In this video produced by SolveClimate.com, Mountaineer David Breashears compares the panoramic photo he took in 2008 of Mount Everest and its surrounding glaciers with one taken in 1921, and explains the enormous scale and rapid speed of the ice loss at the world’s “tallest water tower.” See the evidence with your own eyes.
In Khumjung village high up in the Nepal Himalayas, villagers are struggling to find fresh supplies of water now that glaciers have melted. This short video highlights these problems and the dilemmas that these communities face.
Nepal’s sherpa community is sending a piece of rock from Mount Everest to U.S. President Barack Obama to underscore the impact of global warming on the Himalayas.
Environmental group WWF said Prime Minister Madhav Kumar Nepal had promised to carry the “memento” and give it to Obama when world leaders meet in New York next week as “a symbol of the melting Himalayas in the wake of climate change.”
Heads of state will attend a U.N. General Assembly meeting as well as hold talks on climate change in New York.
The rock was collected from the 8,850 meter (29,035 feet) Mount Everest by Apa Sherpa, who climbed the mountain for a record 19th time in May.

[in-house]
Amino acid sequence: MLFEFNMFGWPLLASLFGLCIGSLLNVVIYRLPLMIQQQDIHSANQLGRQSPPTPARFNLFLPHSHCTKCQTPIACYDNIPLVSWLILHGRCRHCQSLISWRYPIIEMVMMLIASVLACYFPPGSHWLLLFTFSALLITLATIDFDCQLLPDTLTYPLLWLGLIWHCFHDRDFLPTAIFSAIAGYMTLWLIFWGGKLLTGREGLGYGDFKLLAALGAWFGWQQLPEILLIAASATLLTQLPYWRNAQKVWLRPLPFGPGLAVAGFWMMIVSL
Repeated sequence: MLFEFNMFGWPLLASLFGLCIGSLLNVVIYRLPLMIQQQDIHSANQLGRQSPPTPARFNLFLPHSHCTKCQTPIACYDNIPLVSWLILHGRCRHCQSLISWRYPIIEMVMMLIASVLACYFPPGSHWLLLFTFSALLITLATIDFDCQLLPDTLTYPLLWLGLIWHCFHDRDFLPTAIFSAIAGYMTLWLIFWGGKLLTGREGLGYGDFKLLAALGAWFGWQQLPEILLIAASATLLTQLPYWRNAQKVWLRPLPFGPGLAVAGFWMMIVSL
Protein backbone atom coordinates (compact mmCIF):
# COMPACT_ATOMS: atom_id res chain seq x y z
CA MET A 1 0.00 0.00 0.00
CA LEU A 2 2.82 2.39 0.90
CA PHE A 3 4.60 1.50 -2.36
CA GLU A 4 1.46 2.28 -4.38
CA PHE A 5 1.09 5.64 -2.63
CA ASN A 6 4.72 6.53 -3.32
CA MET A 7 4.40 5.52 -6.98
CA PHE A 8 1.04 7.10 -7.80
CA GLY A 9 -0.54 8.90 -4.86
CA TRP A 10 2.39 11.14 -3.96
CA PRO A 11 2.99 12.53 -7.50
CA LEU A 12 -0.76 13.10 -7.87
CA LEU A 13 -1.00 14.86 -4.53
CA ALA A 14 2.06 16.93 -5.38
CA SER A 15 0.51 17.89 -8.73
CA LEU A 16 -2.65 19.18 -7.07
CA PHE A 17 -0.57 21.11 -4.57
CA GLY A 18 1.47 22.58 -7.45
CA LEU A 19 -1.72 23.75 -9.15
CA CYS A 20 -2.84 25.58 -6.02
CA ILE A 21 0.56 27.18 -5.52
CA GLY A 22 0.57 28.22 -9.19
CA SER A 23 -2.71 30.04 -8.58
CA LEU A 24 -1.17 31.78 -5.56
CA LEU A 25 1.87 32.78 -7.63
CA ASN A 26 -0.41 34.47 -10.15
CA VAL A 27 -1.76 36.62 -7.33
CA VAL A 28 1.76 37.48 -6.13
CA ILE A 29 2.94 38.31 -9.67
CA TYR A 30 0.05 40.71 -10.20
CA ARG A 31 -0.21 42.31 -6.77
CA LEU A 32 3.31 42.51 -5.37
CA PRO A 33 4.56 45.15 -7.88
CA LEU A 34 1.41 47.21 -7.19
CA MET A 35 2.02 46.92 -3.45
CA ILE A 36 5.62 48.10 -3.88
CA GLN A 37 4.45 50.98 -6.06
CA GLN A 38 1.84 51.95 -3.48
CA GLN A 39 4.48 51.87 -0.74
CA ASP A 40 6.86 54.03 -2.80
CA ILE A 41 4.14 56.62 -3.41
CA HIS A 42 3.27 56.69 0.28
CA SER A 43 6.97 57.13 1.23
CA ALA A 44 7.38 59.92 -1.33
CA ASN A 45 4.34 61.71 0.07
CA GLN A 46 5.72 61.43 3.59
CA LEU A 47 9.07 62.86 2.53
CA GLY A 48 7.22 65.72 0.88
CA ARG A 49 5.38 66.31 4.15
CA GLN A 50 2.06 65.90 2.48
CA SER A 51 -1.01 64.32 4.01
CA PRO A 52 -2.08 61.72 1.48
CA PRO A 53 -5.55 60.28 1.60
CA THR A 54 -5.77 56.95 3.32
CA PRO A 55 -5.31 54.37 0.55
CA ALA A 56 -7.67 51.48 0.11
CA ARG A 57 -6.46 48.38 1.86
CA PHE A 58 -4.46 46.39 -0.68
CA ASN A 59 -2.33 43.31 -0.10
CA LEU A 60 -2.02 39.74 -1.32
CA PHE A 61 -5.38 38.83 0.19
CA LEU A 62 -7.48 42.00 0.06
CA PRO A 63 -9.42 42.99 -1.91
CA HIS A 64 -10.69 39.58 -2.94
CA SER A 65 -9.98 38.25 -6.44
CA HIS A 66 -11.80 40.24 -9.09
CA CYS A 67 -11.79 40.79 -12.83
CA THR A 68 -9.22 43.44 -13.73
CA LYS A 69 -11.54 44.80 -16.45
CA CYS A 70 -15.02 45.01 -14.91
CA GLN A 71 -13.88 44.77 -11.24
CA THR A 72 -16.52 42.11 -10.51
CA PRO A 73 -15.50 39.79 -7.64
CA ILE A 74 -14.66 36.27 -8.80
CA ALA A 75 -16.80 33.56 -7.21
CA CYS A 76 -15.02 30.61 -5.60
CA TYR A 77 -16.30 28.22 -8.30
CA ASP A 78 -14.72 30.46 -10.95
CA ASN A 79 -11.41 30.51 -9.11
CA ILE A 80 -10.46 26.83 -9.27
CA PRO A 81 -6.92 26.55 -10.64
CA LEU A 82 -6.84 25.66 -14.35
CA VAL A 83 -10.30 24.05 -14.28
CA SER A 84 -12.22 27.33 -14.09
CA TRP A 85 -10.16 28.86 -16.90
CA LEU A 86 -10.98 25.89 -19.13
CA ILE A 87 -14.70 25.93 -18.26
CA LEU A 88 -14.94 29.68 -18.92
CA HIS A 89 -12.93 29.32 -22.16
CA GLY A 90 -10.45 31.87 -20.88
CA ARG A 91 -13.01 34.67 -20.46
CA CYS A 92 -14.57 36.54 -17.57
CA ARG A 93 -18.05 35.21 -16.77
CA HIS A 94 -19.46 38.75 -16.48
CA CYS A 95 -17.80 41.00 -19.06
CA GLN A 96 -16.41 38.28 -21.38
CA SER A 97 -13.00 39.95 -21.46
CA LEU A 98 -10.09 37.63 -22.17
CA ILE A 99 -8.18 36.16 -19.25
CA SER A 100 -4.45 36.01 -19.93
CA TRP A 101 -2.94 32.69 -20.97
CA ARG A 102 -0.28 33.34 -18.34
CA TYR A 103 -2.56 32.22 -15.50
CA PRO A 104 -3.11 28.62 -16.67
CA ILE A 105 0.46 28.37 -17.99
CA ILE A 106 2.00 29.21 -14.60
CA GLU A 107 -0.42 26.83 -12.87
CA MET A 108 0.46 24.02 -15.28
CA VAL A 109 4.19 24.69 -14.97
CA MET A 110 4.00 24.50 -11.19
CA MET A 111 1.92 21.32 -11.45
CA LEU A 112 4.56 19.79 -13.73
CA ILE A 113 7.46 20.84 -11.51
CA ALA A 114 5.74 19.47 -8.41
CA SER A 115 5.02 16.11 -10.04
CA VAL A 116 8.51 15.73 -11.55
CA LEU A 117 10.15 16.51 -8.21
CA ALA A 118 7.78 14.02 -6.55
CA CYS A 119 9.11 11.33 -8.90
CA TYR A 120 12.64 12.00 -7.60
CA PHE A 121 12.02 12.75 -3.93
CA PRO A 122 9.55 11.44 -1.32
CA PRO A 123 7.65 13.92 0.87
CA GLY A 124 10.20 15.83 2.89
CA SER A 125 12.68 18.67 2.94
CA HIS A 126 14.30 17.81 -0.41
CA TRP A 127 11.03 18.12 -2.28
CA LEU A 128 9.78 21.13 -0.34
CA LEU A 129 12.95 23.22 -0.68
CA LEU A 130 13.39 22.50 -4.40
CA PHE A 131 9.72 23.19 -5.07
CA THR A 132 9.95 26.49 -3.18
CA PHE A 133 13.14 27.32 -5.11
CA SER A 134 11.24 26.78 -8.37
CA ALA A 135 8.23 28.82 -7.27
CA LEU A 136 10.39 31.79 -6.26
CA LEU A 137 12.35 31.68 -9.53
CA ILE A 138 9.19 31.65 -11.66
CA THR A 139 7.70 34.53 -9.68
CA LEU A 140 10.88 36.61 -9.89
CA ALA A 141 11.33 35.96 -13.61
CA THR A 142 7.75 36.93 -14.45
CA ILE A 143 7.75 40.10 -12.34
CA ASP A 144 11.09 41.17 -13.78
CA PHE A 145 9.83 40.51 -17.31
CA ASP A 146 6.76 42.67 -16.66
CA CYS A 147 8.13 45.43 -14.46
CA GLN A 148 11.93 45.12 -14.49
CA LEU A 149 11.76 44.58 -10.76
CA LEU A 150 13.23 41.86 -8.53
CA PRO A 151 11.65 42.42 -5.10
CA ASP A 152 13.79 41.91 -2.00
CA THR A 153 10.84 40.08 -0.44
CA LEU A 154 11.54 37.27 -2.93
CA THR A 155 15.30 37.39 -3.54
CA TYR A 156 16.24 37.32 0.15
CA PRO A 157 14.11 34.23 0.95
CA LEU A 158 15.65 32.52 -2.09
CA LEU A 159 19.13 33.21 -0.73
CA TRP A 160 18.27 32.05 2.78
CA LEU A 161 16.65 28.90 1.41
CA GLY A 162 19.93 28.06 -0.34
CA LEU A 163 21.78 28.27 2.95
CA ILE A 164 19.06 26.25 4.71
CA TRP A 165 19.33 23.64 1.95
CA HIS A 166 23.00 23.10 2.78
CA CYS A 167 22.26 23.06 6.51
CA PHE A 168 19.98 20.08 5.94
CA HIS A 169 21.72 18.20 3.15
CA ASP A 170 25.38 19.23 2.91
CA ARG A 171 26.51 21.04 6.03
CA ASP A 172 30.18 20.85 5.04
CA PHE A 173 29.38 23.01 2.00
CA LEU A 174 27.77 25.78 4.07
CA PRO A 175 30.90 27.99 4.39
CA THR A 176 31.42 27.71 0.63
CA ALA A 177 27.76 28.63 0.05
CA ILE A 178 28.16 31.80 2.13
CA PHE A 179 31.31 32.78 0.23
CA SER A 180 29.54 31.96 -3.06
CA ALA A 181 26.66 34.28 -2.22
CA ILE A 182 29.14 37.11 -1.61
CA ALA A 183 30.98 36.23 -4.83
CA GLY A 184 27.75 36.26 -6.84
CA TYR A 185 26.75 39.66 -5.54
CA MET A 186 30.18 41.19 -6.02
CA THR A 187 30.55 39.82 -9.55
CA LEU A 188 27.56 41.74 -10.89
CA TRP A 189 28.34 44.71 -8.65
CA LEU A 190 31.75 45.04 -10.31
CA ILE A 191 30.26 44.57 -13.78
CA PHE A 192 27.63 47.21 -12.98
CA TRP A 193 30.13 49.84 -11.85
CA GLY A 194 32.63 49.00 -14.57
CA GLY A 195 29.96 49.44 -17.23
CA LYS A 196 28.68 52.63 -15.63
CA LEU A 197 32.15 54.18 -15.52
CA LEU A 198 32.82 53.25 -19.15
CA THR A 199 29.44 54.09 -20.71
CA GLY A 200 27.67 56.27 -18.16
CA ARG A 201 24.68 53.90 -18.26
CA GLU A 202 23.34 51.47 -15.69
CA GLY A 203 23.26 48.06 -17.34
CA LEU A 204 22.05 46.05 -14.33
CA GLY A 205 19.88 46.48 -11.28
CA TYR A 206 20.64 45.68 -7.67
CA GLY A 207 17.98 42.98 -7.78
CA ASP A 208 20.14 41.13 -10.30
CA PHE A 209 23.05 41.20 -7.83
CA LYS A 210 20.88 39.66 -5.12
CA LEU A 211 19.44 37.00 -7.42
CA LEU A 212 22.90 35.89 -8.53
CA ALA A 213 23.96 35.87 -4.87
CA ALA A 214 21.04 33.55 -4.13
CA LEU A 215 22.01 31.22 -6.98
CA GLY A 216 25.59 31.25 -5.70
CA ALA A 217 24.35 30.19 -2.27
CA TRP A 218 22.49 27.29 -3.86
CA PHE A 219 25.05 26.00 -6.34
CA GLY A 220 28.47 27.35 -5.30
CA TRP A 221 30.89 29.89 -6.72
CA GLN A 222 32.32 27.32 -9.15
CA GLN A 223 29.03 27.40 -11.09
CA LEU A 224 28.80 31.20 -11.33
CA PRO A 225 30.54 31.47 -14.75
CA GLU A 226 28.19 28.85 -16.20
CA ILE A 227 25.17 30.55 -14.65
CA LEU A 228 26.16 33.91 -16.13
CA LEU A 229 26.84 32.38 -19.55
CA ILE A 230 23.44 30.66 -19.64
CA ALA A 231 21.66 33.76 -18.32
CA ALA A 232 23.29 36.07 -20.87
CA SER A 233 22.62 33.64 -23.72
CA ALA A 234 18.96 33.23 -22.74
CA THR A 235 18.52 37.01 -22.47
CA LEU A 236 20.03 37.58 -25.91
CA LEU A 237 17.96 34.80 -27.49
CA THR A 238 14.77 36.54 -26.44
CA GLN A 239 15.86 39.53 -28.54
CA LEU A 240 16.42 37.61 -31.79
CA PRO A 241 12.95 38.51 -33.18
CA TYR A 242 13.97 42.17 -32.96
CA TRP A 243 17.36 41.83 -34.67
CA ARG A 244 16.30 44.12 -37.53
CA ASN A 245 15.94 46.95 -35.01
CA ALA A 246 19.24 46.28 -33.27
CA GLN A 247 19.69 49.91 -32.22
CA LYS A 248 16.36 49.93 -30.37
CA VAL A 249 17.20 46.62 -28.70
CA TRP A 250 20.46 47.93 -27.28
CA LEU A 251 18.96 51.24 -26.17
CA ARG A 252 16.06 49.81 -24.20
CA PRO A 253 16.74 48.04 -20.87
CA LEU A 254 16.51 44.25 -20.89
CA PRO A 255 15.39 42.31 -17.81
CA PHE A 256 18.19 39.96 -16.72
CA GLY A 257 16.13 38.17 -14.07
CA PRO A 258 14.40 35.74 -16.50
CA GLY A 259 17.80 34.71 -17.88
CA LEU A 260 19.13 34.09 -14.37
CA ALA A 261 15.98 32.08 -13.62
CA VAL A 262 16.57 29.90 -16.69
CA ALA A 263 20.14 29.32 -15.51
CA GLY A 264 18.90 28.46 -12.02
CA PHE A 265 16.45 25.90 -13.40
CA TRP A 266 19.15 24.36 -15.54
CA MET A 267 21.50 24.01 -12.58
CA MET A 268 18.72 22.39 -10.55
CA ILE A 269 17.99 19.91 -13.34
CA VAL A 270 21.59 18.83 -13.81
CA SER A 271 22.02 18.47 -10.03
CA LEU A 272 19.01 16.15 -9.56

Sherpas, mainly living in Nepal’s Solukhumbhu district, home to the world’s tallest peak, are known for their climbing skills.
A WWF-Nepal statement said more than 200,000 youth had also signed a petition to U.N. Secretary-General Ban Ki-moon demanding action on global warming ahead of crucial climate talks in Copenhagen.
Negotiations on an accord to replace the Kyoto Protocol are scheduled to conclude at the U.N. Climate Change Conference in the Danish capital in December.
Experts say mountainous Nepal, home to eight of the world’s 14 tallest peaks, including Mount Everest, is vulnerable to climate change despite being responsible for only 0.025 percent of global greenhouse gas emissions, among the world’s lowest.
Average global temperatures are rising faster in the Himalayas compared to most other parts of the world, according to the Kathmandu-based International Center for Integrated Mountain Development (ICIMOD).